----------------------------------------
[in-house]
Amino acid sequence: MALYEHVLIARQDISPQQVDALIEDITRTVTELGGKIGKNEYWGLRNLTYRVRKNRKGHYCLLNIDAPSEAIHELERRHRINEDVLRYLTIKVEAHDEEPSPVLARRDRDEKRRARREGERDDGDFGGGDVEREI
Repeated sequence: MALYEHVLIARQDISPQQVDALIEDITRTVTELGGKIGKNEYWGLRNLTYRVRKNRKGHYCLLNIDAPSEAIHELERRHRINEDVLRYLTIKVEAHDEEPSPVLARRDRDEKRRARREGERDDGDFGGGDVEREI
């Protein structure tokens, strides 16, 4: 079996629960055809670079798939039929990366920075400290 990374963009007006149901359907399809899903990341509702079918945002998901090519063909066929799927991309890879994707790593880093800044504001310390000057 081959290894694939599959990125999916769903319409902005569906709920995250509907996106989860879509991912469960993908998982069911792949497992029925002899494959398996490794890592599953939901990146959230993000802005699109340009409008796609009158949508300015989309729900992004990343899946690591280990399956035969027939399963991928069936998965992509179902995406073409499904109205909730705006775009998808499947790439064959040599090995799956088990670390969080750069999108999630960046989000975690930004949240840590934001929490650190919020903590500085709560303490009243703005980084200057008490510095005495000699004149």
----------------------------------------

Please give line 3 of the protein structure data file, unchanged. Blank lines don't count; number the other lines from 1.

Repeated sequence: MALYEHVLIARQDISPQQVDALIEDITRTVTELGGKIGKNEYWGLRNLTYRVRKNRKGHYCLLNIDAPSEAIHELERRHRINEDVLRYLTIKVEAHDEEPSPVLARRDRDEKRRARREGERDDGDFGGGDVEREI